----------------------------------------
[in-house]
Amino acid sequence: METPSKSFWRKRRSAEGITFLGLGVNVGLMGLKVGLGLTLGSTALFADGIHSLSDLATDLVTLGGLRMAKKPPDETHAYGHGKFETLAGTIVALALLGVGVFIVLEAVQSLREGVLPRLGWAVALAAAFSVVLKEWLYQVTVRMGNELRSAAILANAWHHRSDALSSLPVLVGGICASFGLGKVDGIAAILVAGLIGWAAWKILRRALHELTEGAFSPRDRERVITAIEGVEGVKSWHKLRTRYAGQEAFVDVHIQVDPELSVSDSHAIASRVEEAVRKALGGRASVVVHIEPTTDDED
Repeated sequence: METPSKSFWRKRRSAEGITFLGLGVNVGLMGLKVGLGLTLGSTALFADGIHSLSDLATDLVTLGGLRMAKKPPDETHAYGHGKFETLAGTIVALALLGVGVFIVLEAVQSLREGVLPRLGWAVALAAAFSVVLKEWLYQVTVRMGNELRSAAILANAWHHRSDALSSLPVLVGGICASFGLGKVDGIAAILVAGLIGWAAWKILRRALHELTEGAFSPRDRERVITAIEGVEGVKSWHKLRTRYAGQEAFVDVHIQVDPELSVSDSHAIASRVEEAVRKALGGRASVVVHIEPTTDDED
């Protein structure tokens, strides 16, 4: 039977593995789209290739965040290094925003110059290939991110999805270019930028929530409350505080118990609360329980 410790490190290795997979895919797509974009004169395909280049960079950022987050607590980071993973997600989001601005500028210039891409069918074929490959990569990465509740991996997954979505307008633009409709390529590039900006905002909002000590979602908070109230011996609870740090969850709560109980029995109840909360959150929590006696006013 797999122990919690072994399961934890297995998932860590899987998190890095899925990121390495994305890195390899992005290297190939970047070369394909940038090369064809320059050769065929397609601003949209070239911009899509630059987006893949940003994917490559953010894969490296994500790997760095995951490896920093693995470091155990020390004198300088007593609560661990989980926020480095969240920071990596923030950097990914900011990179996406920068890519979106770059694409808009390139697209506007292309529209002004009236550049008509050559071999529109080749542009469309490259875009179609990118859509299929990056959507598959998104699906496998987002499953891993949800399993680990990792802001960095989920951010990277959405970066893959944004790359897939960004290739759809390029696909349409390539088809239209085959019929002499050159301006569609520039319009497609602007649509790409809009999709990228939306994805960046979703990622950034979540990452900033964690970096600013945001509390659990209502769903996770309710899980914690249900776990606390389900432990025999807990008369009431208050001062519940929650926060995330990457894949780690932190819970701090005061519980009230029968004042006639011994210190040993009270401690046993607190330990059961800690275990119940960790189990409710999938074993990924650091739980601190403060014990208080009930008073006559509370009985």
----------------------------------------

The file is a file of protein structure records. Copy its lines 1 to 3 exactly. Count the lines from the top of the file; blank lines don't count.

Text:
[in-house]
Amino acid sequence: METPSKSFWRKRRSAEGITFLGLGVNVGLMGLKVGLGLTLGSTALFADGIHSLSDLATDLVTLGGLRMAKKPPDETHAYGHGKFETLAGTIVALALLGVGVFIVLEAVQSLREGVLPRLGWAVALAAAFSVVLKEWLYQVTVRMGNELRSAAILANAWHHRSDALSSLPVLVGGICASFGLGKVDGIAAILVAGLIGWAAWKILRRALHELTEGAFSPRDRERVITAIEGVEGVKSWHKLRTRYAGQEAFVDVHIQVDPELSVSDSHAIASRVEEAVRKALGGRASVVVHIEPTTDDED
Repeated sequence: METPSKSFWRKRRSAEGITFLGLGVNVGLMGLKVGLGLTLGSTALFADGIHSLSDLATDLVTLGGLRMAKKPPDETHAYGHGKFETLAGTIVALALLGVGVFIVLEAVQSLREGVLPRLGWAVALAAAFSVVLKEWLYQVTVRMGNELRSAAILANAWHHRSDALSSLPVLVGGICASFGLGKVDGIAAILVAGLIGWAAWKILRRALHELTEGAFSPRDRERVITAIEGVEGVKSWHKLRTRYAGQEAFVDVHIQVDPELSVSDSHAIASRVEEAVRKALGGRASVVVHIEPTTDDED